• What do these mean MGO250 UMF15 MQS15?

These are all manuka rating systems and will correlate to the honey’s antibacterial properties.
Lets explore them in more detail…

Methylglyoxal (MG or MGO ) concentration (expressed in mg/kg) is a common rating system used by many manuka honey companies. Methylglyoxal is a stable natural antiseptic compound only found in manuka honey in high concentrations. Therefore, it is directly linked to a honey’s antibacterial potency and also a good measure of its manuka floral origins.
Recently, a manuka honey’s Methylgloxal concentration has been the most important factor in determining the quality and value of the honey.

BUT, not all manuka honey will have high concentrations of MGO and MGO can be added artificially by unscrupulous companies.

What about labels that rate their honey on the percentage of Manuka Pollen?
Pollen: Flower nectar contains a small amount of pollen. Pollen is also present on the anthers of all plants from which bees collect nectar and this is transferred onto the bee’s body during its foraging.
So bee’s foraging manuka flowers will collect manuka pollen, which carries over into the honey.
By observing pollen under a microscope, it is possible to identify its plant family, genus and species. Similarly by observing pollen present in the honey, it is possible to identify the floral sources of the nectar used to make the honey. This is why microscopy pollen analysis is an internationally accepted method of determining a honeys floral type.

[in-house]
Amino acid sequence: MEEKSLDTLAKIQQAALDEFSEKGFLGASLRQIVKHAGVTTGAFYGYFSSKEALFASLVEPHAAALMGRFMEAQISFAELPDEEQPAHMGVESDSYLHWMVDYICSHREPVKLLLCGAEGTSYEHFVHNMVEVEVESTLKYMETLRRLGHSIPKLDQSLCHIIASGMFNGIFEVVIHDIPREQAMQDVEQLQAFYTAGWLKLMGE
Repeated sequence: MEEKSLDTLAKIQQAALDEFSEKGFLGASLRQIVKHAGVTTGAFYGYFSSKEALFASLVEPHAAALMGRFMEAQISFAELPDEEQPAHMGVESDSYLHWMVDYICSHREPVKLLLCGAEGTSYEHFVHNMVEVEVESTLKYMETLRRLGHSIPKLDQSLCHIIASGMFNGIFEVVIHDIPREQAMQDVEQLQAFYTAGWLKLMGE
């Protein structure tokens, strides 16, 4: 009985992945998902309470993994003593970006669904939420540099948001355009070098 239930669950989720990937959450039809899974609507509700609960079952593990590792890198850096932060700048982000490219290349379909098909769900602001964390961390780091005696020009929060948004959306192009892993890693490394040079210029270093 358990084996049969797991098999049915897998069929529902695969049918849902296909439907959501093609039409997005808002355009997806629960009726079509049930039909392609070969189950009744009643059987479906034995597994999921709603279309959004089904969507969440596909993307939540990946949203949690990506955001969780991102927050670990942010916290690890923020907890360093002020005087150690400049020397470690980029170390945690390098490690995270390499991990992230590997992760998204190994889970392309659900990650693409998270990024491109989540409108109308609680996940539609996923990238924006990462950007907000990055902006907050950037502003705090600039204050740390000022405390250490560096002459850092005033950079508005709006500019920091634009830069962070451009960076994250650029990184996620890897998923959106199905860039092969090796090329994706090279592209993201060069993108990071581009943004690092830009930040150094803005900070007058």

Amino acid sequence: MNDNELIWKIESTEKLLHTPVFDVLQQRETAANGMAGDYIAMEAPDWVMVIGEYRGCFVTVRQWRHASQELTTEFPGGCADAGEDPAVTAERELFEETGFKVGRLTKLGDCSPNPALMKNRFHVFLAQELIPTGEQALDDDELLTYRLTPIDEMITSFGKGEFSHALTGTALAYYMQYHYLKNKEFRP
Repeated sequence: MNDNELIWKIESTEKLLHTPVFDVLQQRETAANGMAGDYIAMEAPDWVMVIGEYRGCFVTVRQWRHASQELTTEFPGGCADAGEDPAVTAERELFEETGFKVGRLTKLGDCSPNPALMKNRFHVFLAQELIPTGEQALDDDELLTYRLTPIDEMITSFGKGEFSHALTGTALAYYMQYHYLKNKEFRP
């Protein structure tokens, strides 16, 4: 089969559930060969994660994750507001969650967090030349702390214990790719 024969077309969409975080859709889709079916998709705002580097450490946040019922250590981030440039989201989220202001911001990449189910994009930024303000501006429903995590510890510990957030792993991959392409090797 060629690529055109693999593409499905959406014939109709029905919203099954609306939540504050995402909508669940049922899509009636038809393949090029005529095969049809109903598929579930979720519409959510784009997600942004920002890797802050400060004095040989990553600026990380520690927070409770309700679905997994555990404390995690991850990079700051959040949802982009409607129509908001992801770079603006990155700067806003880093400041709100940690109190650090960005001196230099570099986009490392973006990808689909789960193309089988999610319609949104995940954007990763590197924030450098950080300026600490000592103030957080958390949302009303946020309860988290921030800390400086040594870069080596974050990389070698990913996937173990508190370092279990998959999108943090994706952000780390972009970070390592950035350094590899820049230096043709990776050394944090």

However, pollen alone should not be used as the sole indicator of floral origin for manuka honey. The manuka plant’s closely related cousin, Kanuka, has pollen grains that are almost identical to manuka pollen.  In many parts of NZ, both manuka and kanuka plants co-exist in the same area and flower at similar times. The resulting honey is commonly a mixture of both or could even be wholly kanuka dominant.  The common name for both honey types to date has been Manuka. 
The resulting mix is still delicious and has good health giving properties, however Kanuka honey, won’t have a high MGO concentration.

The MQS (Manuka Quality Standard) system uses Methylglyoxal concentration AND also uses pollen concentration as its two key parameters to grade manuka honey to create a robust grading system specifically for manuka honey.

That’s why we use the multi-faceted MQS rating system as part of our 6 point quality assurance program to guarantee the provenance of our manuka honey.

 

MQS

MGO

Pollen %

Leptosperin

UMF

MGO

Pollen %

Leptosperin

5

100

50

N/A

5

83

N/A

100

8

180

60

N/A

8

182

N/A

100

10

250

70

N/A

10

263

N/A

100

12

350

70

N/A

12

356

N/A

100

15

500

75

N/A

15

514

N/A

100

18

700

80

N/A

18

696

N/A

100

20

800

85

N/A

20

829

N/A

100

25

>1000

90

N/A

25

1200

N/A

100

 

 

MQS source http://www.mqs.co.nz/
UMF Source: http://www.umf.org.nz/grading-system-explained/


Rating systems to avoid:
Avoid manuka honey suppliers that use one dimensional rating systems i.e. that only use one parameter to grade their honey.
Additionally, we recommend you avoid buying honey labeled as manuka based on a Total Activity or Peroxided activity rating as this is a property any honey will have and therefore not a good indicator of its ‘manuka’ properties.